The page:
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Late yesterday, LookSmart reported that they received a delisting notice from NASDAQ staff on October 13. Stating that shares in the search company had failed to remain above the $1.00 level, NASDAQ began the process of removing LookSmart from its stock-board under MarketPlace Rule 4450(a).

LookSmart is allowed to request an appeal which will delay delisting pending a decision from the NASDAQ Listing Qualifications Panel. In a press release issued by PRNEWSWIRE, LookSmart CEO David Hills said,

“Maintaining our listing on the Nasdaq National Market is an element ofour strategy to return this company to sustainable growth and increase stockholder value. We are taking appropriate measures to maintain our listing through the request for review and the stockholder meeting on a proposed reverse split. We look forward to providing an update on our operational progress on our next earnings call on October 27th.” (click here to read press release)

There are over 113 million outstanding shares of LookSmart. The majority of shareholders would have to give their approval before the reverse stock split could take place.

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Monday, September 26th, 2005

Don't Buy Junk.com

For budding Internet entrepreneurs Andrew Holt and Rishi Khaitan, building a better mousetrap was the key component in their vision of the upstart comparison search engine dontbuyjunk.com. Behind the sparse front page is a wealth of products, information and consumer recommendations on a wide array of consumer and business electronic goods. Read more…

SurfWax’s Site-Specific Search Tool

SurfWax, a Menlo Park based software developer, has introduced an anticipatory onsite search tool known as LookAhead that makes looking for and finding information on most websites much simpler. Read more…

This was a truly interesting week. On top of the Search Engine Strategies Conference in San Jose, the past five days provided search marketers a front-row view of international economic development, the growth of a media empire, the internal disruptive influence of corporate culture shifts, and a colligate game of “mine is bigger than yours.” While a happy family obligation kept me away from San Jose, the week had several profoundly powerful sleeper stories that show how serious, ironic and silly the world of search is. Read more…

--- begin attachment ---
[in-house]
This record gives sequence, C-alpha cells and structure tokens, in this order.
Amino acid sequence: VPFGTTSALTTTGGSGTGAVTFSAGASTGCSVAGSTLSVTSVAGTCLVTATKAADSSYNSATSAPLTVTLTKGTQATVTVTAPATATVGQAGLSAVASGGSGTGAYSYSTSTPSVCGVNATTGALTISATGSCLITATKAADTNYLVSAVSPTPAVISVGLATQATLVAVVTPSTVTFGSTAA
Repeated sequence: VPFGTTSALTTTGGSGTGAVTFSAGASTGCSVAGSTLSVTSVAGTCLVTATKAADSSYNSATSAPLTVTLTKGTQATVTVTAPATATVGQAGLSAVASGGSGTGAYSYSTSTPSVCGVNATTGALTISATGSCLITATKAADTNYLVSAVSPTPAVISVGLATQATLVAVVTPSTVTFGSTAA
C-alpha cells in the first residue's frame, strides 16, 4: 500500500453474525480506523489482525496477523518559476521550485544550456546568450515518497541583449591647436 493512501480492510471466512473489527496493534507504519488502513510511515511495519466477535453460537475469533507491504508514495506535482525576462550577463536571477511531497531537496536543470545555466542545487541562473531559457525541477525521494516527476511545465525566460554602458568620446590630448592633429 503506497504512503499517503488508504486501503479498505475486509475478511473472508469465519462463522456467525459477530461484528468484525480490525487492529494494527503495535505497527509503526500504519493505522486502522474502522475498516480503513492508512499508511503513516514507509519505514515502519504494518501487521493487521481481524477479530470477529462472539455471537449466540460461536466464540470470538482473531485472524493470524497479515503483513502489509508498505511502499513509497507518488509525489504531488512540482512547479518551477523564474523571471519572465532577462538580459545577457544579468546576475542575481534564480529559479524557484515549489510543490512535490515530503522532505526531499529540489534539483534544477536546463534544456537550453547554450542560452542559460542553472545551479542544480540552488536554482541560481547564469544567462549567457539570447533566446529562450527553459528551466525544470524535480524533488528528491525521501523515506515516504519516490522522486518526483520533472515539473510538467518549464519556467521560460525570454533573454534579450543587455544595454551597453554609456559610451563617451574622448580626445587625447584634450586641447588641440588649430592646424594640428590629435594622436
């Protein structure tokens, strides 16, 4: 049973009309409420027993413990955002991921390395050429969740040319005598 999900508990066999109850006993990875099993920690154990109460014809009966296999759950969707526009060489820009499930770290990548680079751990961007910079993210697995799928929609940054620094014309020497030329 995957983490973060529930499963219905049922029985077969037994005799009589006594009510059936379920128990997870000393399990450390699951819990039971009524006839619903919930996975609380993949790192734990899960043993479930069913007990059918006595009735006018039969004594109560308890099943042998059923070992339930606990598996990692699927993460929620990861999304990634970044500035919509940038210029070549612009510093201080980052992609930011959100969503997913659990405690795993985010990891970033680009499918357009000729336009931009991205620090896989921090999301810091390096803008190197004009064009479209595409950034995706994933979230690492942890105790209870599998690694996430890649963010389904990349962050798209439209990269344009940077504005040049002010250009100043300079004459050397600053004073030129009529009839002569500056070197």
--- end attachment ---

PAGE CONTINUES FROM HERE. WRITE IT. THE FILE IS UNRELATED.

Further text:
A study of search results displayed at the four major search engines shows that each engine is increasingly producing results that differ from the other engines. In other words, searchers can be reasonably confident that Google, Yahoo, MSN or Ask Jeeves will, more often than not, return results unique to the engine being used. Read more…

Earlier today, Montreal based meta-search engine Mamma.Com announced the beta release of Mamma Health Services, the first of a line of “deep web” vertical search tools planned to be introduced over the next twelve months. Read more…

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Friday, June 3rd, 2005

Yang and Yun and Become.Com

Michael Yang and Yeogirl Yun are two of the most interesting entrepreneurial engineers in the business of search. Representing the business brains and intellectual brawn behind the vertical shopping search engine Become.com, both Yang and Yun have storied histories in the industry. Read more…

Yahoo has officially dropped the Overture brand name from its paid-search products. The company announced plans to drop the Overture name in the North American market at the beginning of March. Yahoo will phase out use of the brand internationally in the coming months though they will retain the Overture name in Japan and South Korea. Read more…

It was only a matter of time before someone took the problems associated with click-fraud to court. In February, a group of advertisers quietly filed a lawsuit against Google, Yahoo, Time Warner (AOL), Ask Jeeves, Disney, Lycos, LookSmart and FindWhat. Read more…

Jon Glick is in the house. Become.com, the new shopping focused vertical search engine, sent out a press release last Tuesday officially announcing the addition of Jon Glick to their team. He’s actually been in their house since Groundhog Day but delayed the announcement so his hiring or presence wouldn’t overshadow the launch of Become.com’s public beta version in mid-March. Read more…